1. Michael Bindner  ::  2:41 pm on December 20th, 2012:

    The “feels like” question should also include whether wages go up at the start of the year. If this had come with an increase in the minimm wage, it would have been more palatable. The whole reason for many of these breaks was a desire to not have to make raises to these minimums. Indeed, the fact that such tax breaks essentially subsidize the ability of low wage employers to not bear such increases themselves is a bit troubling.

  2. Ralph H  ::  3:11 pm on December 20th, 2012:

    If the payroll tax holiday expires, it would seem like people in the 200K and up category would pay more on that W2 income up to the cap amount. For instance if my wife and I each make 100K we would be hit 4K more in 2013. Granted, if our total income were 500K the increase in percentage of total would be less than a lower income group, but it would still be an increase.

    I find it interewsting that after being pounded by Democratic/Liberal voices about how the Bush tax cuts were for the wealthy, we suddenly are focusing on how ending any part of them is hurting the less fortunate. Lets be clear; all Americans saved significant money by these cuts (and the payroll holiday) and any partial change will be costly.

  3. Tax Roundup, 12/21/2012: Plan B breaks, Tiger tamed. « Roth & Company, P.C  ::  9:40 am on December 21st, 2012:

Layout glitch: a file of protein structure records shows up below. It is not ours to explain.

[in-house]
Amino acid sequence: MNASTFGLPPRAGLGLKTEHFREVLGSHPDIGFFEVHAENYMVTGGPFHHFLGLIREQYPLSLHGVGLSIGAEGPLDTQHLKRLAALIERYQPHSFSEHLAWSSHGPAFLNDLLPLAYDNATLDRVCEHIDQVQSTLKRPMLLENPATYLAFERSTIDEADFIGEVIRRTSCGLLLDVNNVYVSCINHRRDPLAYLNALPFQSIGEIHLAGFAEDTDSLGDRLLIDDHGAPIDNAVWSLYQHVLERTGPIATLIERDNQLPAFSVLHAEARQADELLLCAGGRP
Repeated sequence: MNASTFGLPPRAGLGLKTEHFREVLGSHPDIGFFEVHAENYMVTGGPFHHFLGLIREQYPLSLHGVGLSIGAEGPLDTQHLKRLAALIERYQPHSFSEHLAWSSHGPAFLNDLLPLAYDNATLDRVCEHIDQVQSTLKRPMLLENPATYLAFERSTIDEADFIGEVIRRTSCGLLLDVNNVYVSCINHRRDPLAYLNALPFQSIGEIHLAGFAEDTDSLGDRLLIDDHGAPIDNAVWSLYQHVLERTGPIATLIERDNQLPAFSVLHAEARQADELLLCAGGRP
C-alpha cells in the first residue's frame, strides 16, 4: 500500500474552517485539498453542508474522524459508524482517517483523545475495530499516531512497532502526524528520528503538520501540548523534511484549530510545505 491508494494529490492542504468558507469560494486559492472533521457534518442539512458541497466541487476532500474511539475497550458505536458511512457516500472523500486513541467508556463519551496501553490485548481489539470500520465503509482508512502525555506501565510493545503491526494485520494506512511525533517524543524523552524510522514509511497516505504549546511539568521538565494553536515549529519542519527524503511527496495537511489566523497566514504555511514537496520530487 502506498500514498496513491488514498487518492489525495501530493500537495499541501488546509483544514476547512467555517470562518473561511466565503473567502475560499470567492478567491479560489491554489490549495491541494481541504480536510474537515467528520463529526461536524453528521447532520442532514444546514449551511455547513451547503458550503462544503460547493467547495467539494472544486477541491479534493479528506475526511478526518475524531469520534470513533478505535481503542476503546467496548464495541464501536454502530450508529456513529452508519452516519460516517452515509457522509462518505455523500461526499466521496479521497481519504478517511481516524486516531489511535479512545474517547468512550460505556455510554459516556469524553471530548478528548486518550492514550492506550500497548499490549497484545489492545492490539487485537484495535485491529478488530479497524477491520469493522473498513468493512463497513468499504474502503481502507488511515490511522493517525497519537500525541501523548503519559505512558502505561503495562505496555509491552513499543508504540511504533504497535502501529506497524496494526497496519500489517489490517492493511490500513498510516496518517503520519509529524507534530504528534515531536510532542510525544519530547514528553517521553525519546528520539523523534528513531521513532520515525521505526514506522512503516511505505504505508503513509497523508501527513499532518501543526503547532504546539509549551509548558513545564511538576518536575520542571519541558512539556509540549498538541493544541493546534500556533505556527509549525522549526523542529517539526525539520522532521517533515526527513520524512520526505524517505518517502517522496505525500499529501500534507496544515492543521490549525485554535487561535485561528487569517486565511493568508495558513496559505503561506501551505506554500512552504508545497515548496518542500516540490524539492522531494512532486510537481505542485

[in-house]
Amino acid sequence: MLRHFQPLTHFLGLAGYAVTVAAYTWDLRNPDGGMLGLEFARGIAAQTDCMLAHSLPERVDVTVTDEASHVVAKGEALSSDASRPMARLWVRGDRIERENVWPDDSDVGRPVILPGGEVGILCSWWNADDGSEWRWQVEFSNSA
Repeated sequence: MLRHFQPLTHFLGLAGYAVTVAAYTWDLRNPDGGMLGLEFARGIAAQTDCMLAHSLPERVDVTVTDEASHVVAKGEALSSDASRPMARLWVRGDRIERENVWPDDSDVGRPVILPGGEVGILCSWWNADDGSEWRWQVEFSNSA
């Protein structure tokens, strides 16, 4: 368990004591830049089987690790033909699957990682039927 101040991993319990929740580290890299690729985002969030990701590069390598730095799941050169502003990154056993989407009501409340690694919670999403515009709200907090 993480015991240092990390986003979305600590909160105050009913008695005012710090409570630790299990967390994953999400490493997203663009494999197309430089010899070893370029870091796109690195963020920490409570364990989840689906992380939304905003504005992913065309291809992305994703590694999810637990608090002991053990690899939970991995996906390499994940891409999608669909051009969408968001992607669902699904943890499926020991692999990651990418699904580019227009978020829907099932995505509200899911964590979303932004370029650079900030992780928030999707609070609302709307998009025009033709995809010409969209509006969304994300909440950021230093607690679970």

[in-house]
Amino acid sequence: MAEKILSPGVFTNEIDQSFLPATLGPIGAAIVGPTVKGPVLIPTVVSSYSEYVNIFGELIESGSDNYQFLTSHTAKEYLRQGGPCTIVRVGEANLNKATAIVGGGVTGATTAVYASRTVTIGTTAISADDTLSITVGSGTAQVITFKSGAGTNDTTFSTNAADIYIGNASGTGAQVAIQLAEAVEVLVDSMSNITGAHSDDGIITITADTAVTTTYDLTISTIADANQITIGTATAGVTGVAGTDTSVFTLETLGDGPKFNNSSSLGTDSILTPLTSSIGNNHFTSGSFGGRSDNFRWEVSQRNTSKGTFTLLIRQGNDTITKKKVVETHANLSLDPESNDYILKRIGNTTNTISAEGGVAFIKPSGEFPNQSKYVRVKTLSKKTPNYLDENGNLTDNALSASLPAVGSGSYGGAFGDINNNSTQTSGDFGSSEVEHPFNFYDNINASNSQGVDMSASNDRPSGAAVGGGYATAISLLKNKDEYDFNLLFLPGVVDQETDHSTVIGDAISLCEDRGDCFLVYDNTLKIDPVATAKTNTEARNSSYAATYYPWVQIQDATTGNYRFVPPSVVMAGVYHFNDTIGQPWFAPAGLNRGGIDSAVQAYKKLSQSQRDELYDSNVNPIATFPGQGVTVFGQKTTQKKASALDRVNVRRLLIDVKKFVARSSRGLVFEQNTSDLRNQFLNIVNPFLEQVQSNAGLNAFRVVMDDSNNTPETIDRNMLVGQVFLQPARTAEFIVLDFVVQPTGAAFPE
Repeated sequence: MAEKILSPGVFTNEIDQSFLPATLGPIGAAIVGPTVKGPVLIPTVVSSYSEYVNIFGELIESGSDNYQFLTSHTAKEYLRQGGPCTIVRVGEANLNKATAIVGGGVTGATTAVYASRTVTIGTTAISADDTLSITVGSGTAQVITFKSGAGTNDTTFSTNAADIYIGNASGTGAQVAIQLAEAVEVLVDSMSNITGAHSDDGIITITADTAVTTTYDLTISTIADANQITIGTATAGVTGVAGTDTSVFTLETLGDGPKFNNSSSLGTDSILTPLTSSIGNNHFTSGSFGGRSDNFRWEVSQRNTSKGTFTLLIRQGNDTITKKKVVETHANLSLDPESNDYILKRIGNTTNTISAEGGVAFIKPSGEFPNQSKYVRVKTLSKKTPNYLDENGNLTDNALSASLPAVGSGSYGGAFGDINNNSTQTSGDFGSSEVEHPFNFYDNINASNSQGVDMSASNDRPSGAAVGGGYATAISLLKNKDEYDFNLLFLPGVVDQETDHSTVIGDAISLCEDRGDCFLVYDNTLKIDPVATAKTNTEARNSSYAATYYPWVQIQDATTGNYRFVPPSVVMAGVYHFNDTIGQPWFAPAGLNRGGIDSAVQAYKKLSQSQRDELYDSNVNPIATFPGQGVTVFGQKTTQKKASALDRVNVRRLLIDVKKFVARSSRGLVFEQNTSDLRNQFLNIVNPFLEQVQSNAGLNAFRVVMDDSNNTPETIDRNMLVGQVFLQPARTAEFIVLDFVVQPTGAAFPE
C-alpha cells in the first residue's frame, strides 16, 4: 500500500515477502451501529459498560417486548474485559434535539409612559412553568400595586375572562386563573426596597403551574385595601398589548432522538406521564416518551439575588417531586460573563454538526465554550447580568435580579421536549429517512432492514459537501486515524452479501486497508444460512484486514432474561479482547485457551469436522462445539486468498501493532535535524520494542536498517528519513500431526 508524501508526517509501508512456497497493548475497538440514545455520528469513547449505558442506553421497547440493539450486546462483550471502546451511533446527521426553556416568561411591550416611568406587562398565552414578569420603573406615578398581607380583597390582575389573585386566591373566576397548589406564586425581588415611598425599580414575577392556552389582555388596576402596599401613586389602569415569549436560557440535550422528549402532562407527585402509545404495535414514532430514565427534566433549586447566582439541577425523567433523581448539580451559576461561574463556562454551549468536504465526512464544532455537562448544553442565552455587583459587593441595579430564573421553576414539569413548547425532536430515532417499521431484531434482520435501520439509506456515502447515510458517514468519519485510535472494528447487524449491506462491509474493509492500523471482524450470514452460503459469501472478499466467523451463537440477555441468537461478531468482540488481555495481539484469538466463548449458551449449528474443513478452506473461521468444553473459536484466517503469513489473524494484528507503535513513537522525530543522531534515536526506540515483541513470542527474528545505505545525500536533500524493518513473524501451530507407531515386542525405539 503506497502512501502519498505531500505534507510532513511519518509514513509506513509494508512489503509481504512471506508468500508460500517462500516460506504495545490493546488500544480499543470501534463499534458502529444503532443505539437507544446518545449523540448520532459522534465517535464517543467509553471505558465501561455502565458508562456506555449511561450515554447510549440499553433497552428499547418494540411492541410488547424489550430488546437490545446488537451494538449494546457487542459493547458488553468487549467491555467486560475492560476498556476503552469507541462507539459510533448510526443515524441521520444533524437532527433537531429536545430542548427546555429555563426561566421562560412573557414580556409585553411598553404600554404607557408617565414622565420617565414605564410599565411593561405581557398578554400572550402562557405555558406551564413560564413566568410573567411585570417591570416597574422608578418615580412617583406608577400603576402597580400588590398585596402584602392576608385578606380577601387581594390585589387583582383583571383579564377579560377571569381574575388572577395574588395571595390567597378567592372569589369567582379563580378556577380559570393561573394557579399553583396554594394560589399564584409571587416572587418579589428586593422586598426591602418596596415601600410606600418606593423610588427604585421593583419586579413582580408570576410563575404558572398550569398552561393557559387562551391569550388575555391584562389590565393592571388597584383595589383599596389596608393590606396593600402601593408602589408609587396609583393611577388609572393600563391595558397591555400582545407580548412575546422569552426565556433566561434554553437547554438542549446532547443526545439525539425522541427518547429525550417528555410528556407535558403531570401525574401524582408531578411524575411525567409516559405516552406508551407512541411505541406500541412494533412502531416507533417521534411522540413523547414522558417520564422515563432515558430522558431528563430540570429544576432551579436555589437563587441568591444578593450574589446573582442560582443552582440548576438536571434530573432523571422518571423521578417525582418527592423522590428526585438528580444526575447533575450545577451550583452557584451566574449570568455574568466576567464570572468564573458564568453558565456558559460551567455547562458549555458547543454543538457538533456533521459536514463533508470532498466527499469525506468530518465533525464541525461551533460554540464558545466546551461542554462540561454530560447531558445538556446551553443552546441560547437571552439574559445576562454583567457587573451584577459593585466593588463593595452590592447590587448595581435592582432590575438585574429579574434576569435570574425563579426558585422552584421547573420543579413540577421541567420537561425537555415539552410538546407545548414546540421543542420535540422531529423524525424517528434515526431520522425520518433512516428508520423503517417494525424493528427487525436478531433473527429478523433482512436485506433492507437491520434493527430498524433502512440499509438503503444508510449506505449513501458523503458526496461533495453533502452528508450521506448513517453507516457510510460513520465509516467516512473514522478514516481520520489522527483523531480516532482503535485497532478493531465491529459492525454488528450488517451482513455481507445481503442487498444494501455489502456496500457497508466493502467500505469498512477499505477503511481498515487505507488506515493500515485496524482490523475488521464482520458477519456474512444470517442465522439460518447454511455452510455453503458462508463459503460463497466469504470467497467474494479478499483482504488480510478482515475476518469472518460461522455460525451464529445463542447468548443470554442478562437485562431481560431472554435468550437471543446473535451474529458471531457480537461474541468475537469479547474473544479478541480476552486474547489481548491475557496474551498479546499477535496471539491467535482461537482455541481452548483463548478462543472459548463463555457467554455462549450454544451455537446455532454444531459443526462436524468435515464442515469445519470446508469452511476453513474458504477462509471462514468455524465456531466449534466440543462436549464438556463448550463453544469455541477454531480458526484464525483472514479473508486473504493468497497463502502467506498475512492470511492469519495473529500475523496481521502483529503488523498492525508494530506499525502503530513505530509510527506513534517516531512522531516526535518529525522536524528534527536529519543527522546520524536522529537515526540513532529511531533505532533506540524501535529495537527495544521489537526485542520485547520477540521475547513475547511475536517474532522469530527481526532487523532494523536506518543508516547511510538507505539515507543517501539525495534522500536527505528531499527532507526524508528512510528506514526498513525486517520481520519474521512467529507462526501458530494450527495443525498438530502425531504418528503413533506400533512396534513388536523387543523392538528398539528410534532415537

[…] Howard Gleckman,  Should Working Class Families Pay Higher Tax so High Income People Can Pay Less? (TaxVox) […]

  4. Weekly Round-Up: December 21, 2012 | Tax Credits for Working Families  ::  2:24 pm on December 21st, 2012:

    […] Post 1, 2, The Huffington Post 1, 2, The Center on Budget and Policy Priorities, Politico, The Tax Policy Center, Salon, National Women’s Law Center, Fire Dog Lake, The New […]

  5.  ::  9:17 pm on December 26th, 2012:

    I don’t think that a family earning 250k in a big expensive city and a family with the same income in a small cheaper city in TX should be considered the same.

    I think that the first thing that should be done is to rationalize the costs.

  6. Oscar  ::  4:03 pm on December 27th, 2012:

    “I don’t think that a family earning 250k in a big expensive city and a family with the same income in a small cheaper city in TX should be considered the same.”

    How do you figure? It sounds like you think residents of New York or San Fransisco deserve a subsidy for their choice of zip code.

  7. T Will  ::  10:19 am on January 1st, 2013:

    The Reagan Administration removed the income tax liability of millions of lower middle class americans, but didn’t repeal their right to vote. While we can all agree that limiting the vote according to race or sex, is unacceptable, the logic behind requiring someone to pay into the system before giving them a vote seems to make more sense today than ever. It’s obvious that getting elected by appealing to the 10% that pay the bills, is futile when the 70% that receive more from the government than they pay in can just vote themselves a raise. This is the same type of bad policy as putting the entire burden of financing the government on an increasingly smaller number of wealthy individuals…..because these people have the greatest ability to find ways of shielding their income from taxation…..not to mention, they can easily LEAVE.. When you don’t pay anything, you have very little incentive to say “no” to more government spending…after all, you aren’t paying for it. They have consistently voted for anyone that promises them MORE